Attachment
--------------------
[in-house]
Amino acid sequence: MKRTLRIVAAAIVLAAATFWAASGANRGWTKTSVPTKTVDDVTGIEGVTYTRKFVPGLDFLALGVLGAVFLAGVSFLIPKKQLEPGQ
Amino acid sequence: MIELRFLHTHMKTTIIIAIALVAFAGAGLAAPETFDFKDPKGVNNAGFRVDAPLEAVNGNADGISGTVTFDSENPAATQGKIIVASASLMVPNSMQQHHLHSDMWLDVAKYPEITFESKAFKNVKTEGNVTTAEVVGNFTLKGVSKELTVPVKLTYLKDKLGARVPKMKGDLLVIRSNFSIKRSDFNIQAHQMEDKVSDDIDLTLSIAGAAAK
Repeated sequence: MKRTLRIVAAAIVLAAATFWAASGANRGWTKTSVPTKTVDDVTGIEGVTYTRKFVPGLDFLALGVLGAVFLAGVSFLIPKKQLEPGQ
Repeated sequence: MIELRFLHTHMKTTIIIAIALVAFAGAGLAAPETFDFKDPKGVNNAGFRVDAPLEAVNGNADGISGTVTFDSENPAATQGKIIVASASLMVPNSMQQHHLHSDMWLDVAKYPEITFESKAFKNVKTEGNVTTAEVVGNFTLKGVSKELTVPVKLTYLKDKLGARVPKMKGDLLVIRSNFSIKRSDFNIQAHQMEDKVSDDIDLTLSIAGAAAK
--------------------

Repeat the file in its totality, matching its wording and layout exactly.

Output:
[in-house]
Amino acid sequence: MKRTLRIVAAAIVLAAATFWAASGANRGWTKTSVPTKTVDDVTGIEGVTYTRKFVPGLDFLALGVLGAVFLAGVSFLIPKKQLEPGQ
Amino acid sequence: MIELRFLHTHMKTTIIIAIALVAFAGAGLAAPETFDFKDPKGVNNAGFRVDAPLEAVNGNADGISGTVTFDSENPAATQGKIIVASASLMVPNSMQQHHLHSDMWLDVAKYPEITFESKAFKNVKTEGNVTTAEVVGNFTLKGVSKELTVPVKLTYLKDKLGARVPKMKGDLLVIRSNFSIKRSDFNIQAHQMEDKVSDDIDLTLSIAGAAAK
Repeated sequence: MKRTLRIVAAAIVLAAATFWAASGANRGWTKTSVPTKTVDDVTGIEGVTYTRKFVPGLDFLALGVLGAVFLAGVSFLIPKKQLEPGQ
Repeated sequence: MIELRFLHTHMKTTIIIAIALVAFAGAGLAAPETFDFKDPKGVNNAGFRVDAPLEAVNGNADGISGTVTFDSENPAATQGKIIVASASLMVPNSMQQHHLHSDMWLDVAKYPEITFESKAFKNVKTEGNVTTAEVVGNFTLKGVSKELTVPVKLTYLKDKLGARVPKMKGDLLVIRSNFSIKRSDFNIQAHQMEDKVSDDIDLTLSIAGAAAK